Guidelines For Euipment And Piping Location Part 1 - Online Article

This article should only be used as a guide. It’s intended purpose is to help the piping designer who is responsible for placement of one specific item in a typical refinery, chemical or petrochemical process plant or someone who may need help in developing a total plot plan for a complex unit.

Compressors, Centrifugal

Locate centrifugal compressor as close as possible the suction source. Top suction and discharge lines either should be routed to provide clearance for overhead maintenance requirements, or should be made up with removable spool pieces.

Support piping so as to minimize dead load on compressor nozzles; the load should be within the recommended allowance of the compressor manufacturer.

Centrifugal compressors should have full platforming at operating level. Heavy parts such as upper or inner casing and rotor should be accessible to mobile equipment. Review the equipment arrangement for access and operation.
  Locate lube and seal oil consoles adjacent to and as close as possible to the compressor. Oil return lines from the compressor and driver should have a minimum slope of 1/2 inch per foot to the inlet connection of seal traps, degassing tanks, and oil reservoir. Pipe the reservoir, compressor bearing, and seal oil vents to a safe location at least 6 feet above operator head level.

Compressors, Reciprocating

Locate reciprocating compressors so suction and discharge lines that are subject to vibration (mechanical and acoustical) may be routed at grade and held down at points established by a stress and analog study of the system.
  Accessibility and maintenance for large lifts such as cylinder, motor rotor, and piston removal should be by mobile equipment if the installation is outdoors or by traveling overhead crane if the installation is indoors (or covered).
Horizontal, straight line, reciprocating compressors should have access to cylinder valves. Access should be from grade or platform if required.

Depending on unit size and installation height, horizontal-opposed and gas engine driven reciprocating compressors may require full platforming at the operating level.

Control Valves

Locate control valve stations accessible from grade or on a platform. In general, the (flow, level, pressure, temperature) instruments or indicators showing the process variables should be visible from the control valve.

Cooling Towers

Locate cooling towers downwind of buildings and equipment to keep spray from falling on them. Orient the short side of the tower into the prevailing summer wind for maximum efficiency. This means that the air flow (wind) will travel up the long sides and be drawn in to both sides of the cooling tower equally. When the wind is allowed to blow directly into one long side it tends to blow straight through and results in lower efficiency. Locate cooling towers a minimum of 100 feet (30m) from process units, utility units, fired equipment, and process equipment.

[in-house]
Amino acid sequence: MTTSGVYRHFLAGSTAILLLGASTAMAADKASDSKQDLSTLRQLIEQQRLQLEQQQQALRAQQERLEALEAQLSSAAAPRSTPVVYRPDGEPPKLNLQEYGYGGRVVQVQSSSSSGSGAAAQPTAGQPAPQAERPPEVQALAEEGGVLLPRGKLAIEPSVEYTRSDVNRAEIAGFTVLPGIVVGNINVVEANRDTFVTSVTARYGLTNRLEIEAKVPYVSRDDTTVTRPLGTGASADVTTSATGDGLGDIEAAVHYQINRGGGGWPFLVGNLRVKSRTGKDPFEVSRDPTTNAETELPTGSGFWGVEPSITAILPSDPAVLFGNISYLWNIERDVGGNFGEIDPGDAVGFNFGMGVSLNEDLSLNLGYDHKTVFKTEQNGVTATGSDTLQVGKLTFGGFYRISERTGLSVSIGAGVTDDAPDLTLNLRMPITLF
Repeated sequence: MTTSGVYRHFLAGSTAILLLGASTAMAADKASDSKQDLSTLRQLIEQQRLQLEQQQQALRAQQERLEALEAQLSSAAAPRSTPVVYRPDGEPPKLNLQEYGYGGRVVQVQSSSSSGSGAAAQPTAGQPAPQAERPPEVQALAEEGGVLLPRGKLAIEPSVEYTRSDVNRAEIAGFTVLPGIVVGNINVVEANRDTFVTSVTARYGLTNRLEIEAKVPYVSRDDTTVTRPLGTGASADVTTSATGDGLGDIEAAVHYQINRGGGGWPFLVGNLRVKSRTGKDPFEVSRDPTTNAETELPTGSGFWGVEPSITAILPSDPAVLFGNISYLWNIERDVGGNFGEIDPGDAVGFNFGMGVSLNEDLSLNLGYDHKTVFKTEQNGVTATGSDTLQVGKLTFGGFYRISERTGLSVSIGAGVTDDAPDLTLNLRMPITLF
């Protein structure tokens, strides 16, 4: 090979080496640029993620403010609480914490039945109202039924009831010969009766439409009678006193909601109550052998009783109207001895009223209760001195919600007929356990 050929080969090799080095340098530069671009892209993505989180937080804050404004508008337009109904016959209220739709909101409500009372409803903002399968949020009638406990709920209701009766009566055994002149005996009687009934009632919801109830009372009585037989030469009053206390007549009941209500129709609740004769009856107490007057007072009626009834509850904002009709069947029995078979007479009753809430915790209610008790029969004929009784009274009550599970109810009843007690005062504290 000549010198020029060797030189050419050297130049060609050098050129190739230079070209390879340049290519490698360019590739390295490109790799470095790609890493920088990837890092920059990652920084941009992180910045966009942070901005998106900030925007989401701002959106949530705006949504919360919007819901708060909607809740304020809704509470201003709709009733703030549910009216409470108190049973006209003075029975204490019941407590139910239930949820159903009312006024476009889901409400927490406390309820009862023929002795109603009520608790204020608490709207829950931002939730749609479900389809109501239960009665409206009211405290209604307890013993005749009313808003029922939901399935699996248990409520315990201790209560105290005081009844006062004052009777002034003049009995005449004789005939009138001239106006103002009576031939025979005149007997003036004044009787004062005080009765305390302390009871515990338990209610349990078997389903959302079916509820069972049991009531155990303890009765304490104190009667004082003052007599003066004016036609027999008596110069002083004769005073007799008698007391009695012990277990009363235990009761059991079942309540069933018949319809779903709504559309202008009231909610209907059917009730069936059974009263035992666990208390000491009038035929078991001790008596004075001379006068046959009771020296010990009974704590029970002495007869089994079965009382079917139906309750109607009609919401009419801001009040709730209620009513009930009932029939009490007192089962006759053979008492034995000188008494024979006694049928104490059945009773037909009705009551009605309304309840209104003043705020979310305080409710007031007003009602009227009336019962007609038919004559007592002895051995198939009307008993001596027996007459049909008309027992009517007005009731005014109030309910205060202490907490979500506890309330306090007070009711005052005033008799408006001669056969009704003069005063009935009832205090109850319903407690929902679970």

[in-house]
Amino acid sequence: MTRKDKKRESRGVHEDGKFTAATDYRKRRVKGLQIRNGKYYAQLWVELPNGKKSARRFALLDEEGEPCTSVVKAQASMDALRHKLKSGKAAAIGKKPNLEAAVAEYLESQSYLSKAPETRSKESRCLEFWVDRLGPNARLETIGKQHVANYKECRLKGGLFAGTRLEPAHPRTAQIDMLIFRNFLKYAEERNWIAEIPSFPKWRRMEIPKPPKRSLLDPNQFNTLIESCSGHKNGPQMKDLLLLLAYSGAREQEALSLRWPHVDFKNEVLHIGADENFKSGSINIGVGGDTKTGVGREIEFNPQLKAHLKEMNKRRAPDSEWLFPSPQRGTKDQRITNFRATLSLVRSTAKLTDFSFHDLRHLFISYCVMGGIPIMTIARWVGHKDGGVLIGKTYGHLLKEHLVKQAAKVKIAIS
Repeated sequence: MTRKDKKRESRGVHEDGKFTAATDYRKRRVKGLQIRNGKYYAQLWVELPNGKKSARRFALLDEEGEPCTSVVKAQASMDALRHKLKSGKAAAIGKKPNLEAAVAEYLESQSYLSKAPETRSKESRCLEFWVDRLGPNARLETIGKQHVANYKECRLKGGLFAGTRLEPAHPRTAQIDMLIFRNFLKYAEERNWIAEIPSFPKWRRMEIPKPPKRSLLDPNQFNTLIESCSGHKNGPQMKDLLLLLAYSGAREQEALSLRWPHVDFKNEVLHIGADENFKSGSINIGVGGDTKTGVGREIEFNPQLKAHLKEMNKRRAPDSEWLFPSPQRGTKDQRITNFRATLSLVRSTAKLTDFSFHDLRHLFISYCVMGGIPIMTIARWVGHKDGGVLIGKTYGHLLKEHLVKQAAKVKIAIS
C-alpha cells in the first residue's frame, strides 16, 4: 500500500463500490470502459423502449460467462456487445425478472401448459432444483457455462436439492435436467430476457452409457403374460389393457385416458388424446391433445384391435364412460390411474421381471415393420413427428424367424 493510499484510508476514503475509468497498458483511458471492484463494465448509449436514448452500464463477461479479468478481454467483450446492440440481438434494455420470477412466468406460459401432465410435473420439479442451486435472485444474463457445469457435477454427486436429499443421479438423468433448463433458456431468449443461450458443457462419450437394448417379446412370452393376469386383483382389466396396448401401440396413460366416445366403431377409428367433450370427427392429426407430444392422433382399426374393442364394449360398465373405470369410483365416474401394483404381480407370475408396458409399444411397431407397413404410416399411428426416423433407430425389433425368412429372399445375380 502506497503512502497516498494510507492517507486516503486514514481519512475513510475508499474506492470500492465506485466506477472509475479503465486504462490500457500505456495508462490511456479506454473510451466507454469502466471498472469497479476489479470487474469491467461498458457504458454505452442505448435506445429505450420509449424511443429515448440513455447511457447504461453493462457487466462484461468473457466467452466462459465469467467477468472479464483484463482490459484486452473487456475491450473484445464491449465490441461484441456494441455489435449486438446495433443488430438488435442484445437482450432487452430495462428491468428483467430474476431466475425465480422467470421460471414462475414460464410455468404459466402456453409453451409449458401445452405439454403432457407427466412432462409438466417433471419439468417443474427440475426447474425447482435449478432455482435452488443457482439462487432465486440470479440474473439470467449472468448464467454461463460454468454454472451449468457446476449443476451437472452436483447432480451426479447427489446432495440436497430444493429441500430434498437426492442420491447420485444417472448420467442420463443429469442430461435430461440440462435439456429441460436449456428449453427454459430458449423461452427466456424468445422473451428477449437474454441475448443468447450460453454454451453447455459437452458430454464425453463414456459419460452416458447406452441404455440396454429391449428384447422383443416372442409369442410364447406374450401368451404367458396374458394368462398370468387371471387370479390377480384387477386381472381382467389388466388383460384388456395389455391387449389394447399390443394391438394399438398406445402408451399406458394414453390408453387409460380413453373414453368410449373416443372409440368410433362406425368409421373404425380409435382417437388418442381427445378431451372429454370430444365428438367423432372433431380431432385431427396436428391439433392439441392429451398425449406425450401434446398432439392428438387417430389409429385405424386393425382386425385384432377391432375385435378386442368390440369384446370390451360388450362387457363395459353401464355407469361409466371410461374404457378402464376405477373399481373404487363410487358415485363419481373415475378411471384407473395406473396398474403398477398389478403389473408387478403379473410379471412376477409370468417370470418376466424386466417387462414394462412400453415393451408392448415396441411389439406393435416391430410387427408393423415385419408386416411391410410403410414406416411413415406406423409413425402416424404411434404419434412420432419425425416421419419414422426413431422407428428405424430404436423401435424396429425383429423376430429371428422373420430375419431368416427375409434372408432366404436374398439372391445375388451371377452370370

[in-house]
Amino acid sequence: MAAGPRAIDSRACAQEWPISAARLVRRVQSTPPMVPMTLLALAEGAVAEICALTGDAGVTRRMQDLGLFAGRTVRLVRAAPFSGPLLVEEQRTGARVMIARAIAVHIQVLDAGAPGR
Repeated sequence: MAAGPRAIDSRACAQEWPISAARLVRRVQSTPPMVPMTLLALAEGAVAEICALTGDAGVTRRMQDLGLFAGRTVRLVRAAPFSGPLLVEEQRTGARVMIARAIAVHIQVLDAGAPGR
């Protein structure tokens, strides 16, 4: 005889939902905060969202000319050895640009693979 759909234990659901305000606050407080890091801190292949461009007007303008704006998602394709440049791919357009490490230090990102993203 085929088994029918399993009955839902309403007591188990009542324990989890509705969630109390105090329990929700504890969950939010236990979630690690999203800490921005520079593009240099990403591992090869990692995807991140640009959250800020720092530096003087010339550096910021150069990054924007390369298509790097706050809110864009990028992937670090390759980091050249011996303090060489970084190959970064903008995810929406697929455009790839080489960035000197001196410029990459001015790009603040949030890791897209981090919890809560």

Cradles

Equipment Arrangement (General)

Arrange equipment, structures, and piping to permit maintenance and service by means of mobile equipment. Provide permanent facilities where maintenance by mobile equipment is impractical.
Group offsite equipment, pumps, and exchangers to permit economical pipe routing. Locate this equipment outside of diked storage areas.

Exchanger, Air Cooler (Fin Fans)

Air Coolers are in typically used in the cooling of the overhead vapor from tall vertical vessels or towers such as Crude Fractionators and Stripper Columns. The natural flow tends to follow gravity, where the tower overhead is the high point then down to the Air Cooler, then down to the Accumulator and finally the Overhead Product transfer pumps. With this in mind the Air Coolers are normally located above pipeways. This conserves plot space and allows the pipe rack structure with it’s foundation to do double duty with only minor up grade to the design. If the pipe rack is not used then plot space equal to the size of the Air Cooler is required. In addition a totally separate foundation and stand alone structure is required.

Exchanger, “G” Fin (Double Pipe)

These exchangers can be mounted almost anywhere any they can be mounted (with process engineer approval) in the vertical when required. A G-Fin Exchanger is recognizable by its shape. One segment looks like two long pieces of pipe with a 180 degree return bend at the far end. It is one finned pipe inside of another pipe with two movable supports. This type of exchanger can be joined together very simply to form multiples in series, in parallel or in a combination of series/parallel to meet the requirements of the process. This exchanger is not normally used in a service where there is a large flow rate or where high heat transfer is required. The key feature with this exchanger is the maintenance. The piping is disconnected from the tube side (inner pipe). On the return bend end of this exchanger there is a removable cover. When the cover is removed this allows for the tube (inside pipe) to be pulled out. This exchanger is normally installed with the piping connections toward the pipe rack.